The date is set. We’re now committed to launch on April 5, or embarrass ourselves forever. Here’s the announcement trailer:
Allow me to anticipate your questions:
I’m forgetful. Why can’t I pre-order the game now?
Pre-ordering is good for huge AAA outfits where sales are driven by marketing, but they’re actually really bad for indies. Steam seems to give you space on the front page based on your initial surge of sales. If your first day or so of sales are high, then Steam concludes you’re a winner and you get to stay on the front page. But if your day-1 sales are smeared all over the preceding month, then Steam looks at your tiny day 1 sales, pegs you for a loser, and replaces it with Five Nights at Freddie’s #127.
Go good sales = better sales and bad sales = worse sales. You can see how that reinforces the need for a big push on day 1.
That sounds scary. So how does Steam determine which games get listed on the front page and which ones vanish into obscurity?
It’s a secret. By which I mean we don’t know either. It’s possible nobody knows. Maybe your time on the front page is just a random number. Maybe it’s controlled by a monkey hammering on two buttons labeled “Hit” and “Dud”, and nobody can remember exactly what either button does and they’re too embarrassed to ask the monkey if he remembers. Maybe Gabe Newell plays your game before launch, and if he nails a really sweet high score on the leaderboards then he hides your game so nobody else will buy it and threaten his score.
I hate having all this money. How much am I allowed to give you in exchange for Good Robot?
At launch, the game will go for $9.99 AMERICA BUX. Actually, there might be a launch-day sale on top of that, but I don’t know the discount or timeframe. (Although 10% off seems to be customary.)
We don’t plan to change different prices in different regions, so any fluctuations are the fault of Steam / local regulations.
I don’t like Steam. Will it be on GoG?
We tried. They declined. This is heartbreaking, since GoG is my #1 super-favorite platform. Our plan is to become the best selling indie game in history so that they come crawling back and beg us to be on their platform.
Addendum: It would really help this plan along if each and every one of you bought 10,000 copies of the game. Thanks!
Will Good Robot be available on the Windows 10 Store?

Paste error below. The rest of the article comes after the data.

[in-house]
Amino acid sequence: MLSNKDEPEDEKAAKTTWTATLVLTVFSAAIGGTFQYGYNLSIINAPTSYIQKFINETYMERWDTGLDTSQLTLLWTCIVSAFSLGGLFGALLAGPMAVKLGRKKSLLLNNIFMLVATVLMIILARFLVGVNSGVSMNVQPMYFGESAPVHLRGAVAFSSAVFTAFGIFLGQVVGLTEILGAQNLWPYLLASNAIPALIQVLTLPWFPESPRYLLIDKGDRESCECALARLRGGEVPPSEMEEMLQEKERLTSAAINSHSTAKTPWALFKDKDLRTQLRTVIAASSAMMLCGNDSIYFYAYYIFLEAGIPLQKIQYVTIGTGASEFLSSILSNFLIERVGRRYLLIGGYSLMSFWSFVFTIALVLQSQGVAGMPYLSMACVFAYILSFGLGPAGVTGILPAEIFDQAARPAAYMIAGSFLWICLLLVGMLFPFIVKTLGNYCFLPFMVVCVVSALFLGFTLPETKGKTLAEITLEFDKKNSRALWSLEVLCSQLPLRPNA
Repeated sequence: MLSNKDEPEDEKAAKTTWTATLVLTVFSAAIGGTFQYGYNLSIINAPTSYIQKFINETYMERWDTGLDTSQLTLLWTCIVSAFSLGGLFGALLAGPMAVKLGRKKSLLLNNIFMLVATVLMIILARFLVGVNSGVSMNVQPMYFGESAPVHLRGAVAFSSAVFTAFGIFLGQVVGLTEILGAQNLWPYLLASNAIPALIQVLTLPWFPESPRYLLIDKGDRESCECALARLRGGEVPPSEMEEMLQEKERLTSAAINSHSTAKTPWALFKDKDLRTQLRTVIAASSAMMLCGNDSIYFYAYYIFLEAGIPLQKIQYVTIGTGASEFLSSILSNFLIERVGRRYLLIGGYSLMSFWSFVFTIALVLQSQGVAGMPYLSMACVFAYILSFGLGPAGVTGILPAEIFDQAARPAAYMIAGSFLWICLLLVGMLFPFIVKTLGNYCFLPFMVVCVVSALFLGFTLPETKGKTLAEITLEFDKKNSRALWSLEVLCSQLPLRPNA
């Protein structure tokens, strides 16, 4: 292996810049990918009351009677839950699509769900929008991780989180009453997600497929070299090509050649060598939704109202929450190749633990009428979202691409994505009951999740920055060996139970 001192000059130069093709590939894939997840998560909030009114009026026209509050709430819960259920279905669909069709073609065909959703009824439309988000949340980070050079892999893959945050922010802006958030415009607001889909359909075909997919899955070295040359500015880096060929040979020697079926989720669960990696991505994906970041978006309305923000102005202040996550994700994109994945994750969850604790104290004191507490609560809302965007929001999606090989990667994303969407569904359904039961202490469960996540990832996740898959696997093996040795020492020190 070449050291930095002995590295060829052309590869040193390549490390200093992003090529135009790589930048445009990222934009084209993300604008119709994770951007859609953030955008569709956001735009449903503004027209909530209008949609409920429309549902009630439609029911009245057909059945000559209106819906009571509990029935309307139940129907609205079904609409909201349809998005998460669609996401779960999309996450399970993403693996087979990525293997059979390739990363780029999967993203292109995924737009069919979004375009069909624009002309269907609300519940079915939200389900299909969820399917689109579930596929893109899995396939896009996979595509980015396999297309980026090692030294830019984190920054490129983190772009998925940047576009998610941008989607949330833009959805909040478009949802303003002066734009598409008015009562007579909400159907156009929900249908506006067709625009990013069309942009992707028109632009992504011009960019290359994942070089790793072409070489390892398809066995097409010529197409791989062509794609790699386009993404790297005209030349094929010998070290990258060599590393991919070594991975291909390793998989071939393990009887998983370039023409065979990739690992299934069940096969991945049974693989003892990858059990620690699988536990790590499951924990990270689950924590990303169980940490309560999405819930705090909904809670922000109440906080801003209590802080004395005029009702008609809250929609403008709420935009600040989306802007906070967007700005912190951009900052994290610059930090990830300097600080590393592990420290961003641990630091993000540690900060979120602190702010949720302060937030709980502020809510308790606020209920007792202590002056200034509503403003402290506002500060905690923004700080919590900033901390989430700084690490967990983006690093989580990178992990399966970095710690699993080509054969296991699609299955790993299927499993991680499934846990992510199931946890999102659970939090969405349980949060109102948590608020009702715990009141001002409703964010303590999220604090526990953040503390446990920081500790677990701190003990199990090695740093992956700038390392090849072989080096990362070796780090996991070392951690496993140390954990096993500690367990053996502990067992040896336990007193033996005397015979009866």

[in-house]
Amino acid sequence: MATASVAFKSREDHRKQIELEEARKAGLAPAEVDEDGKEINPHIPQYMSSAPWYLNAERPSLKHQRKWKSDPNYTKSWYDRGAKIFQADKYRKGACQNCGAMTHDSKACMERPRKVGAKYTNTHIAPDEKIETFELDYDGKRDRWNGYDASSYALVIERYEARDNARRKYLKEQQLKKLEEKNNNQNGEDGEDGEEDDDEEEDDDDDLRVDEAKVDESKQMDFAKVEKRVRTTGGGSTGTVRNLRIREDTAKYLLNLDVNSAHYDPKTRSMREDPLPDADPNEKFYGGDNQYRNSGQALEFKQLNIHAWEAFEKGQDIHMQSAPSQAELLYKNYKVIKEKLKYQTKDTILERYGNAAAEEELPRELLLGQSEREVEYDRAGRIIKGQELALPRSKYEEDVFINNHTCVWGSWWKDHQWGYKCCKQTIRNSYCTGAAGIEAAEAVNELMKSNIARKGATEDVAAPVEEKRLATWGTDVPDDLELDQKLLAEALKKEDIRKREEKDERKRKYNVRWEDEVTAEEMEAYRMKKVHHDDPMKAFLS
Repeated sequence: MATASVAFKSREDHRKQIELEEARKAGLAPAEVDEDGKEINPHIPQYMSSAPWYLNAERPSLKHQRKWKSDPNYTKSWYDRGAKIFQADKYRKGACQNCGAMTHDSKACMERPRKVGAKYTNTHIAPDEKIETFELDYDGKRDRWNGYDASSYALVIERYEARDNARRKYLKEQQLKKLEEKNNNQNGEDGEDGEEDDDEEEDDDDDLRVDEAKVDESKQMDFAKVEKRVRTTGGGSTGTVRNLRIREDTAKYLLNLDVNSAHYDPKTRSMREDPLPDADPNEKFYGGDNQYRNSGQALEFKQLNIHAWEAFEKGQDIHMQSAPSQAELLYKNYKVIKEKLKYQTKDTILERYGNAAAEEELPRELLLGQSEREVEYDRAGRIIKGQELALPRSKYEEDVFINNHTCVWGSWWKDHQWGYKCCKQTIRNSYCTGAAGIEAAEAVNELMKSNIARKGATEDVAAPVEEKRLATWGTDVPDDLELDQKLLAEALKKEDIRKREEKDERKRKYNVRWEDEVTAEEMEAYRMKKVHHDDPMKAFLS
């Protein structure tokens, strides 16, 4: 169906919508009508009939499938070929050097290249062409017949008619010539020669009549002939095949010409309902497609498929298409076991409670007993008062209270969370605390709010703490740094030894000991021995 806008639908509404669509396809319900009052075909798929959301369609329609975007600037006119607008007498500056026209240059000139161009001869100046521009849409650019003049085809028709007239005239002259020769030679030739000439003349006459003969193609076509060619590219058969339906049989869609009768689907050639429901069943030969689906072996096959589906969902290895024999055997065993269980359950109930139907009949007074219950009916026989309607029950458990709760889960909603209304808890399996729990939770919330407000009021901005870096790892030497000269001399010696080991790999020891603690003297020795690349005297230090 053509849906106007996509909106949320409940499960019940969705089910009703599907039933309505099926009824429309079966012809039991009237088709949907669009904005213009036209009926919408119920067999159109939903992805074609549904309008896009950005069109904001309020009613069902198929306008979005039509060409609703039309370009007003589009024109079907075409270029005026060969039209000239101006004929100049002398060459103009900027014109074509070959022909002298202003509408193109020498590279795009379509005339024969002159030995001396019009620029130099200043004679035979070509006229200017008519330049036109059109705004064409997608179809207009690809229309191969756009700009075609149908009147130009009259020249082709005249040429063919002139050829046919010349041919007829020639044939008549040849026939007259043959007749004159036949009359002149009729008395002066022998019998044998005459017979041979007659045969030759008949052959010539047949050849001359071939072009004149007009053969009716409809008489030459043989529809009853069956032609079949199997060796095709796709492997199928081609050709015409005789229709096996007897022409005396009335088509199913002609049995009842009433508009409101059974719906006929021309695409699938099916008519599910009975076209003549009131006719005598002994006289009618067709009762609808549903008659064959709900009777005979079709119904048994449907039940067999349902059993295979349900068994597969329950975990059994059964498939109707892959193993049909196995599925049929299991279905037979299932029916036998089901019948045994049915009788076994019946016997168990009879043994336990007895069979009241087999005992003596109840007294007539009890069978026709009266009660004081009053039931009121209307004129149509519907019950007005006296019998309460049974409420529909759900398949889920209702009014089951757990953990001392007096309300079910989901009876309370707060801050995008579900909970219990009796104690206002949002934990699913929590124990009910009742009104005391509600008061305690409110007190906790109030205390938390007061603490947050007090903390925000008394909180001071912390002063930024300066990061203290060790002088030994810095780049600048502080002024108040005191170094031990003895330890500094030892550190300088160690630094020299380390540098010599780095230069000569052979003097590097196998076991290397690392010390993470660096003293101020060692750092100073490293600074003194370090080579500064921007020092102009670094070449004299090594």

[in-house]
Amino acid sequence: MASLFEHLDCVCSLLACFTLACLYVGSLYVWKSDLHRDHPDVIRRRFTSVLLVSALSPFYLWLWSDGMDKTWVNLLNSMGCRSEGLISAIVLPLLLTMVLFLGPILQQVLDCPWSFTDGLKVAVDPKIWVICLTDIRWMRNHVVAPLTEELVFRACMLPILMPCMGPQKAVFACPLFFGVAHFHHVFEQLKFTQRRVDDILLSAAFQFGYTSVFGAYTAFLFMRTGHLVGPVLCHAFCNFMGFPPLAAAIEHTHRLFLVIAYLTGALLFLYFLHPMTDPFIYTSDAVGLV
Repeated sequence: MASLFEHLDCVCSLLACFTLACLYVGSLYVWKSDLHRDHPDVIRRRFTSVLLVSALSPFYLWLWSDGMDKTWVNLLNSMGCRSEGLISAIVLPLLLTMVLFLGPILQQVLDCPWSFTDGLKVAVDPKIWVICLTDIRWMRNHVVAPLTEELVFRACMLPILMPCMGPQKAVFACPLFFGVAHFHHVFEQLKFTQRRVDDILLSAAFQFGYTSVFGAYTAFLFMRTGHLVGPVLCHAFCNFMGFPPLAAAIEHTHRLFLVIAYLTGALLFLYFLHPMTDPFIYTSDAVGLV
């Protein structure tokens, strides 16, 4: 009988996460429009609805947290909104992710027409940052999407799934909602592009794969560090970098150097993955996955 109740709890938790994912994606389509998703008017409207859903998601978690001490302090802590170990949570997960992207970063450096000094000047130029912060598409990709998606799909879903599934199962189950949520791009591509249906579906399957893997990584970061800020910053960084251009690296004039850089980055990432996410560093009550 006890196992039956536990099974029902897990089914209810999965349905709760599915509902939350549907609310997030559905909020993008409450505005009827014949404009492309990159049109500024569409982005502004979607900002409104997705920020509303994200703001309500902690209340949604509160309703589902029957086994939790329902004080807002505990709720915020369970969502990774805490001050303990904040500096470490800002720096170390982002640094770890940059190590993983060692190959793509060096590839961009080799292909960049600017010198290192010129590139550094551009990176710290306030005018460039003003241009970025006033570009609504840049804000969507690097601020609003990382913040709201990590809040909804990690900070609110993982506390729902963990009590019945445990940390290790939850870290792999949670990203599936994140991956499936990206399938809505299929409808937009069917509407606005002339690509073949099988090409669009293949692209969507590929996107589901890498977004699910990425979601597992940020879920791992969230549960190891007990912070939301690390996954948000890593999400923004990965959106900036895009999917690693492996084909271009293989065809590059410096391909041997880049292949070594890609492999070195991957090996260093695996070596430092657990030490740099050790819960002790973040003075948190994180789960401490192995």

You just failed the Voight-Kampff test. Robot.
I am a Linux user. Can I play?
This was always one of my goals, but as we leave the realm of the ideal and draw inexorably closer to the cruel reality of launch day, it looks like it’s not going to happen. At least, not at launch.
We have a Linux build that works. It’s a good bit slower than it should be, but still acceptable on a modern system. This isn’t a technology problem. It’s a practical one. Arvind released Unrest on Linux, and discovered that:
- A majority of your technical support problems and headaches will come from Linux people. There are hundreds of distros, your game might work on some but not others, and you can’t test them all.
- If your game doesn’t play well with some popular Linux distro, then you can get lots of negative feedback on the store. “They claim this game works on Linux but I’m running the latest release candidate of Persimmon LinuxAn offshoot of Mungo Linux, which is an offshoot of Ubuntu circa 2010, mixed with bits of FreeBSD and E/OS, and which includes bits of the now-GPL DOOM source code. with AMD’s drivers from 2012, and this game doesn’t work and they said they couldn’t solve my package manager problems for me.”
Yes, maybe that guy is being unreasonable. But if you’ve ever read reviews on Steam you already know that “unreasonable” doesn’t mean “unusual”. More importantly, his negative review will drag our rating down, which will hurt sales on the PC side.
- Linux sales are such a tiny faction of a percent of sales that it’s just not worth the expense and risk of #1 and #2. Linux can end up being less than %1 of sales, but it can account for a much larger portion of your technical support load.
I really want to encourage gaming on alternate platforms as a way to defend against Windows hegemony, and as a way to hopefully keep Steam hegemony from getting much worse.
It would be easier to do the right thing if we knew the game was going to be successful. If the game sells well and is reviewed well then a couple of bad reviews and the odd lost sale are no big deal and we’ll be in a position to do a Linux release. But what we don’t want is a situation where we’re providing time-sucking technical support for the Linux build of a dud game.
You make me sad and confused with your operating system talk. Can you cheer me up?
We could have another go at that trailer. That was kind of cute:
 An offshoot of Mungo Linux, which is an offshoot of Ubuntu circa 2010, mixed with bits of FreeBSD and E/OS, and which includes bits of the now-GPL DOOM source code.
Spec Ops: The Line
A videogame that judges its audience, criticizes its genre, and hates its premise. How did this thing get made?
The Gameplay is the Story
Some advice to game developers on how to stop ruining good stories with bad cutscenes.
A wild game filled with wild ideas that features fun puzzles and mind-blowing environments. It has a great atmosphere, and one REALLY annoying flaw with its gameplay.
Let's ruin everyone's fun by listing all the ways in which zombies can't work, couldn't happen, and don't make sense.
The plot of this game isn't just dumb, it's actively hostile to the player. This game hates you and thinks you are stupid.